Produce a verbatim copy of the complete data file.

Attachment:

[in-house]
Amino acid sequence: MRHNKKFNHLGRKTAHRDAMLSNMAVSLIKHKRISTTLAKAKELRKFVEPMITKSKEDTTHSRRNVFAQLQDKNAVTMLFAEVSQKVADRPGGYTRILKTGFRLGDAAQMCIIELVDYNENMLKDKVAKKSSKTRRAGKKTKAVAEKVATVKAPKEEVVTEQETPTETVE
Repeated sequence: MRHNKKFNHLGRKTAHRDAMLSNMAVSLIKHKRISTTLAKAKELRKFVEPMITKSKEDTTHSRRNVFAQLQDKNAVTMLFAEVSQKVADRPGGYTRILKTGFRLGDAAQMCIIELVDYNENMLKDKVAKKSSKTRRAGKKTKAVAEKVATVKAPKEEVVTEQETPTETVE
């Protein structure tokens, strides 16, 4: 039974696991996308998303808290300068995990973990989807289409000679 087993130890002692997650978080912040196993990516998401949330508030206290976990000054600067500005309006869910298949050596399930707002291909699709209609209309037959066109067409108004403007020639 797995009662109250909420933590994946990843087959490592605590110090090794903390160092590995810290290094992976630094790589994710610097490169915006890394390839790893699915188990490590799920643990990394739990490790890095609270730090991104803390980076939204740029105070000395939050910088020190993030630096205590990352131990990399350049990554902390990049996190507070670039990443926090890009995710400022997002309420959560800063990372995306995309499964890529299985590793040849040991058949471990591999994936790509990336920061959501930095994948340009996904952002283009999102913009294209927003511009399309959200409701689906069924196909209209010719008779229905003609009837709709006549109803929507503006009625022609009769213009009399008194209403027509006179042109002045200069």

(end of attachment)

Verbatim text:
[in-house]
Amino acid sequence: MRHNKKFNHLGRKTAHRDAMLSNMAVSLIKHKRISTTLAKAKELRKFVEPMITKSKEDTTHSRRNVFAQLQDKNAVTMLFAEVSQKVADRPGGYTRILKTGFRLGDAAQMCIIELVDYNENMLKDKVAKKSSKTRRAGKKTKAVAEKVATVKAPKEEVVTEQETPTETVE
Repeated sequence: MRHNKKFNHLGRKTAHRDAMLSNMAVSLIKHKRISTTLAKAKELRKFVEPMITKSKEDTTHSRRNVFAQLQDKNAVTMLFAEVSQKVADRPGGYTRILKTGFRLGDAAQMCIIELVDYNENMLKDKVAKKSSKTRRAGKKTKAVAEKVATVKAPKEEVVTEQETPTETVE
């Protein structure tokens, strides 16, 4: 039974696991996308998303808290300068995990973990989807289409000679 087993130890002692997650978080912040196993990516998401949330508030206290976990000054600067500005309006869910298949050596399930707002291909699709209609209309037959066109067409108004403007020639 797995009662109250909420933590994946990843087959490592605590110090090794903390160092590995810290290094992976630094790589994710610097490169915006890394390839790893699915188990490590799920643990990394739990490790890095609270730090991104803390980076939204740029105070000395939050910088020190993030630096205590990352131990990399350049990554902390990049996190507070670039990443926090890009995710400022997002309420959560800063990372995306995309499964890529299985590793040849040991058949471990591999994936790509990336920061959501930095994948340009996904952002283009999102913009294209927003511009399309959200409701689906069924196909209209010719008779229905003609009837709709006549109803929507503006009625022609009769213009009399008194209403027509006179042109002045200069």